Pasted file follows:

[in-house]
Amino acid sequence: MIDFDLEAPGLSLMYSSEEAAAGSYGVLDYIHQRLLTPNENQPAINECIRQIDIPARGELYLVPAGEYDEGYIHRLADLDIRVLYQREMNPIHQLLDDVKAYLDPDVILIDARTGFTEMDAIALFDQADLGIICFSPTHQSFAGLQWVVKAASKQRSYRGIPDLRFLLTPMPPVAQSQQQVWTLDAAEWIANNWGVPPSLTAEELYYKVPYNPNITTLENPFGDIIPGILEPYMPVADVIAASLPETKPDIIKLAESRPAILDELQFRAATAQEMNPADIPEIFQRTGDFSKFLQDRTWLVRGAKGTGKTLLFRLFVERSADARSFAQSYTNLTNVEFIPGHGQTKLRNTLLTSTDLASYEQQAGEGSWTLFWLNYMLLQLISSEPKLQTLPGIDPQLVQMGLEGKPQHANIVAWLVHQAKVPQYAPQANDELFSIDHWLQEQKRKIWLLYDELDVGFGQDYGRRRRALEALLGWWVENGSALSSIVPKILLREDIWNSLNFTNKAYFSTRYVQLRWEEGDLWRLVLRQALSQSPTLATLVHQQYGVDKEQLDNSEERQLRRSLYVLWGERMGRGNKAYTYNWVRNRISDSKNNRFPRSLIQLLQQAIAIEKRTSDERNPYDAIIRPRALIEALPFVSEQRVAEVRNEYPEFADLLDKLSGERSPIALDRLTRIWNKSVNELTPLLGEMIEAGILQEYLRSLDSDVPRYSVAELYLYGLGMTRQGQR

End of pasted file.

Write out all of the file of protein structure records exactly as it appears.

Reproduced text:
[in-house]
Amino acid sequence: MIDFDLEAPGLSLMYSSEEAAAGSYGVLDYIHQRLLTPNENQPAINECIRQIDIPARGELYLVPAGEYDEGYIHRLADLDIRVLYQREMNPIHQLLDDVKAYLDPDVILIDARTGFTEMDAIALFDQADLGIICFSPTHQSFAGLQWVVKAASKQRSYRGIPDLRFLLTPMPPVAQSQQQVWTLDAAEWIANNWGVPPSLTAEELYYKVPYNPNITTLENPFGDIIPGILEPYMPVADVIAASLPETKPDIIKLAESRPAILDELQFRAATAQEMNPADIPEIFQRTGDFSKFLQDRTWLVRGAKGTGKTLLFRLFVERSADARSFAQSYTNLTNVEFIPGHGQTKLRNTLLTSTDLASYEQQAGEGSWTLFWLNYMLLQLISSEPKLQTLPGIDPQLVQMGLEGKPQHANIVAWLVHQAKVPQYAPQANDELFSIDHWLQEQKRKIWLLYDELDVGFGQDYGRRRRALEALLGWWVENGSALSSIVPKILLREDIWNSLNFTNKAYFSTRYVQLRWEEGDLWRLVLRQALSQSPTLATLVHQQYGVDKEQLDNSEERQLRRSLYVLWGERMGRGNKAYTYNWVRNRISDSKNNRFPRSLIQLLQQAIAIEKRTSDERNPYDAIIRPRALIEALPFVSEQRVAEVRNEYPEFADLLDKLSGERSPIALDRLTRIWNKSVNELTPLLGEMIEAGILQEYLRSLDSDVPRYSVAELYLYGLGMTRQGQR